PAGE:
It gets hot in Tokyo! Athletes must be prepared for extreme heat. The temperatures are highest from June to September. Climate tables show that the average daytime temperatures from the end of July to the end of August are between 26 and 31° C - and that with very high humidity. This is exactly the time when the competitions are held.

The World Championships in Athletics in Qatar have already shown how problematic competitive sport is under extreme climatic conditions. Physical strain increases and limits athletic performance, as the body uses an enormous amount of energy for air conditioning. As a former professional athlete and national coach I know this only too well.

That's why it's important to save energy now with the right cooling strategy in order to use it successfully in training and competition. So that you can reach your medal goals in Tokyo healthy and full of energy.


Cooling clothes from Ulm for Australian fire brigade

The topic of climate change and heat development was the focus of the World Economic Summit in Davos. Even Donald Trump advocated more trees and reforestation. The sad proof of the climate catastrophe is provided by the bush fires in Australia, which have kept the fire brigade in North South Wales on tenterhooks for weeks. This is why, on the initiative of firefighter Oliver Schmidt and Director Stefan Kimpel, the Frankfurt/Main fire brigade received over 200 E.COOLINE cooling vests and baseball caps from the Ulm-based company pervormance international at a charity concert in Frankfurt. The vests and baseball caps were immediately shipped from there to Australia.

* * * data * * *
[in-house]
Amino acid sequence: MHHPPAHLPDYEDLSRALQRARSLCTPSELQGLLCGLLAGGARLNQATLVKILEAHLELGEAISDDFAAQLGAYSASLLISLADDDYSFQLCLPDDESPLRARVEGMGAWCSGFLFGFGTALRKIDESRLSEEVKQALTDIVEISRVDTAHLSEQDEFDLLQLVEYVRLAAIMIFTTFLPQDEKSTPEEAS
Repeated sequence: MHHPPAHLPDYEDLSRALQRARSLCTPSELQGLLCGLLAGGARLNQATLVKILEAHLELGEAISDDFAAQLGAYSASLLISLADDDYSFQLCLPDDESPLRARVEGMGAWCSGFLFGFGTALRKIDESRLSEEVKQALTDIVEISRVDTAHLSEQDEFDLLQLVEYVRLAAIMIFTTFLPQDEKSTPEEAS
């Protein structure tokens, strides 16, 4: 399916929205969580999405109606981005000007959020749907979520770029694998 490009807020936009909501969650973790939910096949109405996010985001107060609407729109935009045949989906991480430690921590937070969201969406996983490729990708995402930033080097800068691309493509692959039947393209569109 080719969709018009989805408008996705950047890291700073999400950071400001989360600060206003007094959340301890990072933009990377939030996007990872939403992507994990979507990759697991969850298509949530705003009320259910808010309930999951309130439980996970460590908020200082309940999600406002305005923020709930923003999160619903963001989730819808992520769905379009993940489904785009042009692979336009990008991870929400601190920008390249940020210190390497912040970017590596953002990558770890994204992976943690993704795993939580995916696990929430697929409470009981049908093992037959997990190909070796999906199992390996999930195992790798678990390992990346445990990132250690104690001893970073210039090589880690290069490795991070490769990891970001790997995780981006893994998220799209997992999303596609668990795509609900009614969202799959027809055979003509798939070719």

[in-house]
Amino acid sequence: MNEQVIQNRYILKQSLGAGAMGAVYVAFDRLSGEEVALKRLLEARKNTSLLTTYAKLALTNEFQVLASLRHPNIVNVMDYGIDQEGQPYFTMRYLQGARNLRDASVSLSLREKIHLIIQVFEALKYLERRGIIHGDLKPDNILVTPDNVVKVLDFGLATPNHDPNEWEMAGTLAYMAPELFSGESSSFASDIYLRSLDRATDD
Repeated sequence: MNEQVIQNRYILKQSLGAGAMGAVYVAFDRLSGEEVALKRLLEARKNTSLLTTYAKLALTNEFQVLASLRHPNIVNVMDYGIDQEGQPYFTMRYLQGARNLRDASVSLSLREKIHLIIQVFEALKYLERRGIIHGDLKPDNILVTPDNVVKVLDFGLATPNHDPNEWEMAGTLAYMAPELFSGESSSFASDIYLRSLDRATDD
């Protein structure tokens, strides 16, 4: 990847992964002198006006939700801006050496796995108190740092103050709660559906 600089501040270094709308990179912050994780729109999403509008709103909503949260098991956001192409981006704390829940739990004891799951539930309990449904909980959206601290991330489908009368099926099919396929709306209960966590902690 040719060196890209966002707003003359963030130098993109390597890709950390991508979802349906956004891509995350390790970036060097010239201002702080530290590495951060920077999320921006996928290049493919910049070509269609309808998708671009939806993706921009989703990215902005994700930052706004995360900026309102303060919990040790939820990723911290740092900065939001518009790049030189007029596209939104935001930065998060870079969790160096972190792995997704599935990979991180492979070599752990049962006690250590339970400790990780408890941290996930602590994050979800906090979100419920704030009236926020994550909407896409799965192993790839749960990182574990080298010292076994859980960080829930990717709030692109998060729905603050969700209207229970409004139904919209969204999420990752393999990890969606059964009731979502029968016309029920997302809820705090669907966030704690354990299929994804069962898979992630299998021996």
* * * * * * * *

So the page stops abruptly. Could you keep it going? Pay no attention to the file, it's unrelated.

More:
The enormous heat - especially underneath the protective suits - is extremely exhausting for the emergency services on site, who are now exhausted to the maximum due to the heat stress. So far, there has been no relief in the form of cooling clothing. With the climate-neutral E.COOLINE cooling vests and cooling headgear, the emergency services can now be protected from the negative consequences of heat stress with a cooling capacity of 660 watt/h: Circulatory problems are reduced, the heart rate is lower, the emergency services have to sweat less and better concentration and performance increases safety and health during operations. The energy saved due to reduced sweat production can be used for more important things.


Although forest fires are common in Australia. However, the current bushfire season is breaking all "records" and the increasing heat and drought due to climate change is expected to further encourage fires. Oliver Schmidt, who himself used to work for the NSW Rural Fire Service (RFS) in Australia, made this clear at the presentation of the donation based on the temperature development in Australia. This shows that heat protection for the emergency services will become even more important in the future.

Gabriele Renner, Managing Director of pervormance international GmbH, emphasised: "We are sure that cooling vests will be able to facilitate the important and difficult work of the emergency services in Australia in the future. The fact that the cooling vests are now being used on site is a good example of how politics, companies and organisations can work together to help quickly and unbureaucratically with innovations from Ulm".